Here’s a rant for ya
There’s this feeling I get when I go to pick up my son from school – it’s a feeling of being unwanted, of not being good enough, of never having the right amount of…something. There are times when I stand at the school doors to pick up my son, and upon the very first glance of me, he begins to cry. He cries because I’m not mom. He was expecting his mom. It’s a feeling that hits me so hard in the gut and the heart – to know that I’m so undesired that the sight of me causes my son to burst out in tears. It make me want to burst out in tears.
This feeling is the exact same feeling I get when dealing with the world that I work in. And after feeling this not only from my son, but from the business that I’ve tried so hard to navigate, I’ve decided that I’m done.
After a long time of trying to be part of this machine one calls the Entertainment Industry, I’m finished, I’m done. I’m hanging up my hat and walking away from years of frustration, stress, anxiety, depression and complete and utter hopelessness. I’m done with having to know that I’m not white enough, or I’m not dark enough, or that my complexion is too confusing. I’m done losing sleep over auditioning when I know a role will go to someone who is full white, or full brown, or full black. I’m done questioning my talent level and my ability. I’m done with trying my best and my hardest only to have this ongoing silent rejection rule my life.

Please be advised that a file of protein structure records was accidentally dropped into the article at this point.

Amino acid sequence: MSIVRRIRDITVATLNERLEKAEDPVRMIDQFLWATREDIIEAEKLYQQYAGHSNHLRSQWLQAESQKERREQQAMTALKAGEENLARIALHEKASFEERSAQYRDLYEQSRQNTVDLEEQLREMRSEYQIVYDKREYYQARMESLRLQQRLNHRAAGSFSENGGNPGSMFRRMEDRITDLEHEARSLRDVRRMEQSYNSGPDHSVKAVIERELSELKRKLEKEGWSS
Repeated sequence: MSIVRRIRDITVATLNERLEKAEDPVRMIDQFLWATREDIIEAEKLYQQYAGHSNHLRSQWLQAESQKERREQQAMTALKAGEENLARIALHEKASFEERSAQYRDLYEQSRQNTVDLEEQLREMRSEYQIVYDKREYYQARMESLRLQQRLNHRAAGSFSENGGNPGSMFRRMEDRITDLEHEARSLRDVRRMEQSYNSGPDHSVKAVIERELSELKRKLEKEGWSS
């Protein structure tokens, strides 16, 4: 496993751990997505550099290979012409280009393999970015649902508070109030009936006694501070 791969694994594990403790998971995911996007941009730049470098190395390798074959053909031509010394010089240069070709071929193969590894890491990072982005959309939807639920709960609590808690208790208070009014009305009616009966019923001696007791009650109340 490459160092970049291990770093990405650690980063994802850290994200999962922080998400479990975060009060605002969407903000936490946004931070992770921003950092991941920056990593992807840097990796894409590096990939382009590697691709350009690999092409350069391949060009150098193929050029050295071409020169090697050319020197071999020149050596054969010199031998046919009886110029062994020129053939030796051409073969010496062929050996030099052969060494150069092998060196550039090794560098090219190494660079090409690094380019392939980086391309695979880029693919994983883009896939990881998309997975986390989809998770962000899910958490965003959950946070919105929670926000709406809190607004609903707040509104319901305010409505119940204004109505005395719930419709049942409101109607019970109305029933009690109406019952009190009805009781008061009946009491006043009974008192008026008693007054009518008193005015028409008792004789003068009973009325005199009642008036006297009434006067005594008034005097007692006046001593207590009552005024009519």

And why am I done? Well, I’m done because of you – because you who work in casting, in production, at networks – because you don’t know what you’re doing even though you like to make it seem like you do. You are the decision makers and the gate keepers and you would rather stick to the same old than take a chance. I’m done because you are only tools of a bigger entity that also thinks they know everything: “the client”. I’m done because “the client” rules everything and because they don’t have any interest in me. I’m done because even though I think I could work on your project, you don’t think so because of the complexion of my skin or because I’m just not talented enough. I’m done because all of you make me wish I didn’t have this skin colour – I wish I was all white or all brown, so at the very least you would consider me for your roles as cabbie, or tech help, or delivery man, or whatever other shallow role you’d like me to audition for.